Taylor was told in July that Ukraine would not receive military aid unless President Volodymyr Zelensky publicly launched an investigation into former Vice President Joe Biden
“Explosive” closed-door testimony on Tuesday from William Taylor, a career diplomat who questioned the Trump administration’s attempts over the summer to pressure Ukraine to investigate former Vice President Joe Biden, could begin a “sea change” in House Democrats’ impeachment inquiry against the president, according to lawmakers who were in the room.
Taylor gave a detailed account to the House Oversight, Intelligence, and Foreign Affairs committees of the administration’s “pervasive” attempts to convince Ukrainian officials to investigate Biden, his son Hunter’s position at a Ukrainian oil company, and a debunked conspiracy theory regarding Ukrainian interference in the 2016 election.
“The body language of the people hearing it was ‘holy shit,’ seriously.”
—Rep. Harley Rouda (D-Calif.)
In a July phone call with Gordon Sondland, ambassador to the E.U., in July, Taylor was told that a failure of Ukrainian President Volodymyr to publicly announce that he would launch the investigation would set off a deterioration of U.S.-Ukraine relations. Zelensky would not be invited to the White House and military aid would be withheld, Sondland said, unless he made the statement.
“Amb. Sondland said, ‘everything’ was dependent on such an announcement, including security assistance,'” Taylor testified to committee members on Tuesday. “He said that President Trump wanted President Zelensky ‘in a public box’ by making a public statement about ordering such investigations.”
Read Taylor’s full opening statement here.
Nearly $400 million in U.S. military aid for Ukraine was put on hold around the time of the July 25 phone call between Trump and Zelensky that’s at the center of the impeachment inquiry.
Rep. Tom Malinowski (D-N.J.) told Politico that Taylor provided “the most thorough accounting we’ve had of the timeline” and suggested the envoy had provided the committees with corroborating evidence.
“This testimony is a sea change,” Rep. Stephen Lynch (D-Mass.) told Politico. “I think it could accelerate matters. This will, I think, answer more questions than it raises.”
Gasps were reportedly heard from lawmakers throughout Taylor’s testimony, which began after House Democrats issued a subpoena following the State Department’s attempt to block Taylor from speaking.
“The body language of the people hearing it was ‘holy shit,’ seriously,” Rep. Harley Rouda (D-Calif.), a member of the Oversight Committee, told Politico.
“This testimony is a sea change. I think it could accelerate matters. This will, I think, answer more questions than it raises.”
—Rep. Stephen Lynch (D-Mass.)
“All I have to say is that in my 10 short months in Congress—it’s not even noon, right—and this is my most disturbing day in Congress so far,” Rep. Andy Levin (D-Mich.) told reporters. “Very troubling.”
The progressive advocacy group Stand Up America said that following the testimony, Republicans in Congress are “out of excuses” and must vote to impeach Trump.
“Today’s bombshell testimony proves without a shadow of a doubt that Donald Trump used military aid to pressure Ukraine into investigating a political rival,” said Sean Eldridge, president of the group. “Republicans in Congress must do their jobs and uphold their oath to defend our Constitution by voting to impeach and remove Donald Trump.”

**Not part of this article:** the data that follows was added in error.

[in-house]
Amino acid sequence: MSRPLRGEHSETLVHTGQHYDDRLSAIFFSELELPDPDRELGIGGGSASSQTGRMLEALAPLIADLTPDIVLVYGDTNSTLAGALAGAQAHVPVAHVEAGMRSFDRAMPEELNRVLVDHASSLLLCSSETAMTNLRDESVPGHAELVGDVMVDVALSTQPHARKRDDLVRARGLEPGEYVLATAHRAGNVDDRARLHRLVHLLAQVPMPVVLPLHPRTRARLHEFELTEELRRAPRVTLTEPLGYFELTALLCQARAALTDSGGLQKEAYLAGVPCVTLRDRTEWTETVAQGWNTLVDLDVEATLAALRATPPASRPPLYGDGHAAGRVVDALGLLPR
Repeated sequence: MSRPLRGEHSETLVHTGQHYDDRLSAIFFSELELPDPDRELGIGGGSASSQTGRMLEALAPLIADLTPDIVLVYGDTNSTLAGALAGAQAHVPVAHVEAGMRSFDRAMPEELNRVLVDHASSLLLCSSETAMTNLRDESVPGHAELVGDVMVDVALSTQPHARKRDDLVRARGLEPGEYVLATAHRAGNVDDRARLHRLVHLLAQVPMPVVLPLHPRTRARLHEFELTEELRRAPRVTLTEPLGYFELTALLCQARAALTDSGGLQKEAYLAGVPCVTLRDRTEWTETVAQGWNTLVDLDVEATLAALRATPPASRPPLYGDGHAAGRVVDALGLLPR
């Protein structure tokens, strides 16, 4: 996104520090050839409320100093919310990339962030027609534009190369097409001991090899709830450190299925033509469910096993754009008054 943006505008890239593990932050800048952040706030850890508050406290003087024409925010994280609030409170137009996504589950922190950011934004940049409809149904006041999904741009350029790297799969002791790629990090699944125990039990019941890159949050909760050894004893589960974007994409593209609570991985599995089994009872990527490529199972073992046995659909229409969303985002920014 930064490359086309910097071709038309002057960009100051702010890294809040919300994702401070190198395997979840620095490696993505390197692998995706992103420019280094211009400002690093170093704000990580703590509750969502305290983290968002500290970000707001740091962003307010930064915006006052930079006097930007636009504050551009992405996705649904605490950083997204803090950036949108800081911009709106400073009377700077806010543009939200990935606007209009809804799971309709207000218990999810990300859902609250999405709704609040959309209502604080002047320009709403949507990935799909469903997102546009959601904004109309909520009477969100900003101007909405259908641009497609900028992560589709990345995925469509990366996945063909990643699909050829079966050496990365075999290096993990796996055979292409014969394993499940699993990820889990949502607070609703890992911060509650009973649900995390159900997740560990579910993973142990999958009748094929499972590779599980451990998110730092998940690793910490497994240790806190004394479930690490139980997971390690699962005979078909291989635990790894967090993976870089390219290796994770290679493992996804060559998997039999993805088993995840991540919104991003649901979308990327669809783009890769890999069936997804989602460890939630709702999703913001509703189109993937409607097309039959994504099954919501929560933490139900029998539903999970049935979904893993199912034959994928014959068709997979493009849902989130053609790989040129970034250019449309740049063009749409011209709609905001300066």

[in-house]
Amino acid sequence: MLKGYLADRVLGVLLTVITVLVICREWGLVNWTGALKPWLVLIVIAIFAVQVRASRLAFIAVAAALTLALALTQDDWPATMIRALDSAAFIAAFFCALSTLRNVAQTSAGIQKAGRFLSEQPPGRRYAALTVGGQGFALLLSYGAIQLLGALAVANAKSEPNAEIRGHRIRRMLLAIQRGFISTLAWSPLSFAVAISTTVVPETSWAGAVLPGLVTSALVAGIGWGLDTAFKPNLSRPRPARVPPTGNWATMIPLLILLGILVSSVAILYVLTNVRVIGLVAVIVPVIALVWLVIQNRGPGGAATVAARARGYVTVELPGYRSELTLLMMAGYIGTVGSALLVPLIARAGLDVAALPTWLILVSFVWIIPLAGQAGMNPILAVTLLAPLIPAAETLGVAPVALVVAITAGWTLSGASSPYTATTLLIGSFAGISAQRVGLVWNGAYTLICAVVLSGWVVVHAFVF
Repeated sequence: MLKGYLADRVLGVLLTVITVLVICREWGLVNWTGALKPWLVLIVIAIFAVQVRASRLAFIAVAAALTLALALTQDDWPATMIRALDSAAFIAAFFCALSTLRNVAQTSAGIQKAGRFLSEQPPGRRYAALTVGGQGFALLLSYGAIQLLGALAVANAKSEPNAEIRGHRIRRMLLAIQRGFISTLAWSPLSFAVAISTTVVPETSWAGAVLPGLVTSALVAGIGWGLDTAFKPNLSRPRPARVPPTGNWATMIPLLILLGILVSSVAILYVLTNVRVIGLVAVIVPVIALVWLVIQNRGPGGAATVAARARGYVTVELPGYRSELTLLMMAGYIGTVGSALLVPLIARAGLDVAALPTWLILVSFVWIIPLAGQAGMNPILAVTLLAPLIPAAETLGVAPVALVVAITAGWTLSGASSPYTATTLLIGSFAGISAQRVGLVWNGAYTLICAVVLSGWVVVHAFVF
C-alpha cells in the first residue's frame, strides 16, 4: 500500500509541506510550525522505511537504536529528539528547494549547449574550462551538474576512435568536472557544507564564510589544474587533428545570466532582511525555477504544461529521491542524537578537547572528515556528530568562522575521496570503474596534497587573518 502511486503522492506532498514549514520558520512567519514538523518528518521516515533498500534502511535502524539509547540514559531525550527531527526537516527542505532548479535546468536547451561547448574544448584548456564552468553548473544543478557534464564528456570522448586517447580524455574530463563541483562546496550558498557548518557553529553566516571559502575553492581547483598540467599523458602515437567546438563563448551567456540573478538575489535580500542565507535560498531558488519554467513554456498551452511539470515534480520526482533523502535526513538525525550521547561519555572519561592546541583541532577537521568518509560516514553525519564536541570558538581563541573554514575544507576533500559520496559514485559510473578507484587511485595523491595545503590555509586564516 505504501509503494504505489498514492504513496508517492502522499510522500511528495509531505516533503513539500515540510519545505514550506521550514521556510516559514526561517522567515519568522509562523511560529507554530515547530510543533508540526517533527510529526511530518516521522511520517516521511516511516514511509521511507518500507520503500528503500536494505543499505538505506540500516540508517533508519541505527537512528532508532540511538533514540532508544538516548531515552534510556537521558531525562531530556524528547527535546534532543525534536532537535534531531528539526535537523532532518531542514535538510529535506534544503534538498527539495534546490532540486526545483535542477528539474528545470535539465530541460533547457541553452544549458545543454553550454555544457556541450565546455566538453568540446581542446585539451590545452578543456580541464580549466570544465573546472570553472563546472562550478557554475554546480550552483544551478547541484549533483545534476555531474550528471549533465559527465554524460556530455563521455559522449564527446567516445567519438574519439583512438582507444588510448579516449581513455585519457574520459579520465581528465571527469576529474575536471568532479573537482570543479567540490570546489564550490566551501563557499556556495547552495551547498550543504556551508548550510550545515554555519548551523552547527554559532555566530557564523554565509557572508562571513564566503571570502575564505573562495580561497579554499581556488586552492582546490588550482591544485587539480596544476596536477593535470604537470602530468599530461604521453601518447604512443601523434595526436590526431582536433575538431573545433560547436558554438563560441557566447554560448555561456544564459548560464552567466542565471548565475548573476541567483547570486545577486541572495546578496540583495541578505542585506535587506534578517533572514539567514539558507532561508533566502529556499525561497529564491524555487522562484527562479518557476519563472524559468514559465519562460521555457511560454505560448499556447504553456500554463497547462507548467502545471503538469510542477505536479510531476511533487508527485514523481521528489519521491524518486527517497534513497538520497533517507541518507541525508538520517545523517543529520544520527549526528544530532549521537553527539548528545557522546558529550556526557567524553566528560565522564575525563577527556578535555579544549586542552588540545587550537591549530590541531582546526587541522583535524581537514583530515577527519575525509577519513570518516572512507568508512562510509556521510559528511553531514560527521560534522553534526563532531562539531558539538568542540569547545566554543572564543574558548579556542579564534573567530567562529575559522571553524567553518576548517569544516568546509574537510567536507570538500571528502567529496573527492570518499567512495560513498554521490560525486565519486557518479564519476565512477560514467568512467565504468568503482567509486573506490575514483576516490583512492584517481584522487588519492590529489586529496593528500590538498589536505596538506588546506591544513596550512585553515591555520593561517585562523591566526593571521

“No one—including the criminal in the White House—is above the law,” he added.
Britain’s Prince Harry and Meghan to give up royal titles — ‘the hardest #Megxit possible’
Britain's Prince Harry and his wife Meghan will give up their royal titles and public funding as part of a settlement with the Queen to start a new life away from the British monarchy.
The historic announcement from Buckingham Palace on Saturday follows more than a week of intense private talks aimed at managing the fallout of the globetrotting couple's shock resignation from front-line royal duties.
It means Queen Elizabeth II's grandson Harry and his American TV actress wife Meghan will stop using the titles "royal highness" -- the same fate that befell his late mother Princess Diana after her divorce from Prince Charles in 1996.
GOP senator tells home-state press that impeachment trial must be ‘viewed as fair’: report
Republican Sen. Lisa Murkowski (R-AK) spoke to local reporters on Saturday about her role in the upcoming Donald Trump impeachment trial.
Murkowski explained she would likely vote with Majority Leader Mitch McConnell (R-KY) on an initial vote on whether to allow witnesses. However, she left the door open to voting for witnesses after House impeachment managers make their opening case.
"I don't know what more we need until I have been given the base case," she said. "We will have that opportunity to say 'yes' or 'no' ... and if we say 'yes,' the floor is open."
Overall, Murkowski said it was important for the trial to been viewed as fair.
White House press secretary urged to do her job: ‘We don’t pay you to be a Twitter troll’
White House press secretary Stephanie Grisham was blasted on Saturday over the confusion resulting from her refusal to hold daily press briefings.
CNN senior media reporter Oliver Darcy was alarmed that Grisham's assistant, Hogan Gidley, was forcing reporters to refer to his remarks as coming from a "sources close to the President's legal team."
Darcy noted that Trump had repeatedly questioned the veracity of unnamed sources, making it problematic for Gidley to demand to be quoted as such.
Grisham responded to the criticism and asked Darcy to "stop with the righteous indignation.